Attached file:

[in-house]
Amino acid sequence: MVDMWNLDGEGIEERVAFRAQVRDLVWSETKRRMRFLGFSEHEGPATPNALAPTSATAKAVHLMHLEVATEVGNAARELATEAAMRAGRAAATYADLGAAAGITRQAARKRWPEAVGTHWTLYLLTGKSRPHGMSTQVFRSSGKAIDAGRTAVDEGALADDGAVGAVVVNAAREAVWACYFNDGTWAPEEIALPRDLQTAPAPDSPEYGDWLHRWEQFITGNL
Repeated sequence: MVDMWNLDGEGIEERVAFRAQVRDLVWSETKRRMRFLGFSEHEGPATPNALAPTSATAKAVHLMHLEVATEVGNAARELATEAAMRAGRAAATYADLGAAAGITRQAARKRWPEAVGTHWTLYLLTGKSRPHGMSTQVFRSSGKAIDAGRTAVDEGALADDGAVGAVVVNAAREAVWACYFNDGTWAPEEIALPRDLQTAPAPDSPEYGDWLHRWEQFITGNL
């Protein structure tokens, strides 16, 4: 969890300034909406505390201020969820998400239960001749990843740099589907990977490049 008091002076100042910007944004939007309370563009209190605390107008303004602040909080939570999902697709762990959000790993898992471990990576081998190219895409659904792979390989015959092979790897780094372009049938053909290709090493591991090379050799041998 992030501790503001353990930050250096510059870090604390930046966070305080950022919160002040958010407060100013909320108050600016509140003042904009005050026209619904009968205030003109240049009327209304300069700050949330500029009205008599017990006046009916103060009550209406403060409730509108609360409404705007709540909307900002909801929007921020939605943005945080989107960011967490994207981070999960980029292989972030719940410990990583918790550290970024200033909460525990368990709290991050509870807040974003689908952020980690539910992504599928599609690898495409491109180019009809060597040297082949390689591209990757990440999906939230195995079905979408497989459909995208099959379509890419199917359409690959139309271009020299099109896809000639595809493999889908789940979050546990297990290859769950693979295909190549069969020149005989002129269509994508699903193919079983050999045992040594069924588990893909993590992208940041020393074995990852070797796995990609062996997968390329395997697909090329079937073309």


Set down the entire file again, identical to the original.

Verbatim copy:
[in-house]
Amino acid sequence: MVDMWNLDGEGIEERVAFRAQVRDLVWSETKRRMRFLGFSEHEGPATPNALAPTSATAKAVHLMHLEVATEVGNAARELATEAAMRAGRAAATYADLGAAAGITRQAARKRWPEAVGTHWTLYLLTGKSRPHGMSTQVFRSSGKAIDAGRTAVDEGALADDGAVGAVVVNAAREAVWACYFNDGTWAPEEIALPRDLQTAPAPDSPEYGDWLHRWEQFITGNL
Repeated sequence: MVDMWNLDGEGIEERVAFRAQVRDLVWSETKRRMRFLGFSEHEGPATPNALAPTSATAKAVHLMHLEVATEVGNAARELATEAAMRAGRAAATYADLGAAAGITRQAARKRWPEAVGTHWTLYLLTGKSRPHGMSTQVFRSSGKAIDAGRTAVDEGALADDGAVGAVVVNAAREAVWACYFNDGTWAPEEIALPRDLQTAPAPDSPEYGDWLHRWEQFITGNL
């Protein structure tokens, strides 16, 4: 969890300034909406505390201020969820998400239960001749990843740099589907990977490049 008091002076100042910007944004939007309370563009209190605390107008303004602040909080939570999902697709762990959000790993898992471990990576081998190219895409659904792979390989015959092979790897780094372009049938053909290709090493591991090379050799041998 992030501790503001353990930050250096510059870090604390930046966070305080950022919160002040958010407060100013909320108050600016509140003042904009005050026209619904009968205030003109240049009327209304300069700050949330500029009205008599017990006046009916103060009550209406403060409730509108609360409404705007709540909307900002909801929007921020939605943005945080989107960011967490994207981070999960980029292989972030719940410990990583918790550290970024200033909460525990368990709290991050509870807040974003689908952020980690539910992504599928599609690898495409491109180019009809060597040297082949390689591209990757990440999906939230195995079905979408497989459909995208099959379509890419199917359409690959139309271009020299099109896809000639595809493999889908789940979050546990297990290859769950693979295909190549069969020149005989002129269509994508699903193919079983050999045992040594069924588990893909993590992208940041020393074995990852070797796995990609062996997968390329395997697909090329079937073309």